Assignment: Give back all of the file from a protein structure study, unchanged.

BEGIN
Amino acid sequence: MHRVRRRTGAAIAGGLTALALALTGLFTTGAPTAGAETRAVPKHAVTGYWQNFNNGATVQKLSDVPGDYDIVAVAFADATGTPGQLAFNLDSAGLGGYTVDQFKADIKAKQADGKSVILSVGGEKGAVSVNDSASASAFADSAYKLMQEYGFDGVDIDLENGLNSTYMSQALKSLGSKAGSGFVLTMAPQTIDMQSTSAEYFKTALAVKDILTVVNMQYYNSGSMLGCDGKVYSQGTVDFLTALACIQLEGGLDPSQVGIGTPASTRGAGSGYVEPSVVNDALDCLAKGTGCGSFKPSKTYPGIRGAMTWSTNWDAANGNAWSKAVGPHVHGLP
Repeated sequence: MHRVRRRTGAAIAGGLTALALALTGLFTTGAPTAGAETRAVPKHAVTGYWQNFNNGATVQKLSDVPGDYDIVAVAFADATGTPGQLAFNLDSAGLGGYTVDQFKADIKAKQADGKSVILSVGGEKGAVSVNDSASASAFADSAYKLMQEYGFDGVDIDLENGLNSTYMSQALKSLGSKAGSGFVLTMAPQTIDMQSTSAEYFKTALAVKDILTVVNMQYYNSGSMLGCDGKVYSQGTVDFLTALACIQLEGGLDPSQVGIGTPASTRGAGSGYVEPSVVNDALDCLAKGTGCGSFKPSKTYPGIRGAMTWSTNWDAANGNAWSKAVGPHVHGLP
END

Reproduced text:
Amino acid sequence: MHRVRRRTGAAIAGGLTALALALTGLFTTGAPTAGAETRAVPKHAVTGYWQNFNNGATVQKLSDVPGDYDIVAVAFADATGTPGQLAFNLDSAGLGGYTVDQFKADIKAKQADGKSVILSVGGEKGAVSVNDSASASAFADSAYKLMQEYGFDGVDIDLENGLNSTYMSQALKSLGSKAGSGFVLTMAPQTIDMQSTSAEYFKTALAVKDILTVVNMQYYNSGSMLGCDGKVYSQGTVDFLTALACIQLEGGLDPSQVGIGTPASTRGAGSGYVEPSVVNDALDCLAKGTGCGSFKPSKTYPGIRGAMTWSTNWDAANGNAWSKAVGPHVHGLP
Repeated sequence: MHRVRRRTGAAIAGGLTALALALTGLFTTGAPTAGAETRAVPKHAVTGYWQNFNNGATVQKLSDVPGDYDIVAVAFADATGTPGQLAFNLDSAGLGGYTVDQFKADIKAKQADGKSVILSVGGEKGAVSVNDSASASAFADSAYKLMQEYGFDGVDIDLENGLNSTYMSQALKSLGSKAGSGFVLTMAPQTIDMQSTSAEYFKTALAVKDILTVVNMQYYNSGSMLGCDGKVYSQGTVDFLTALACIQLEGGLDPSQVGIGTPASTRGAGSGYVEPSVVNDALDCLAKGTGCGSFKPSKTYPGIRGAMTWSTNWDAANGNAWSKAVGPHVHGLP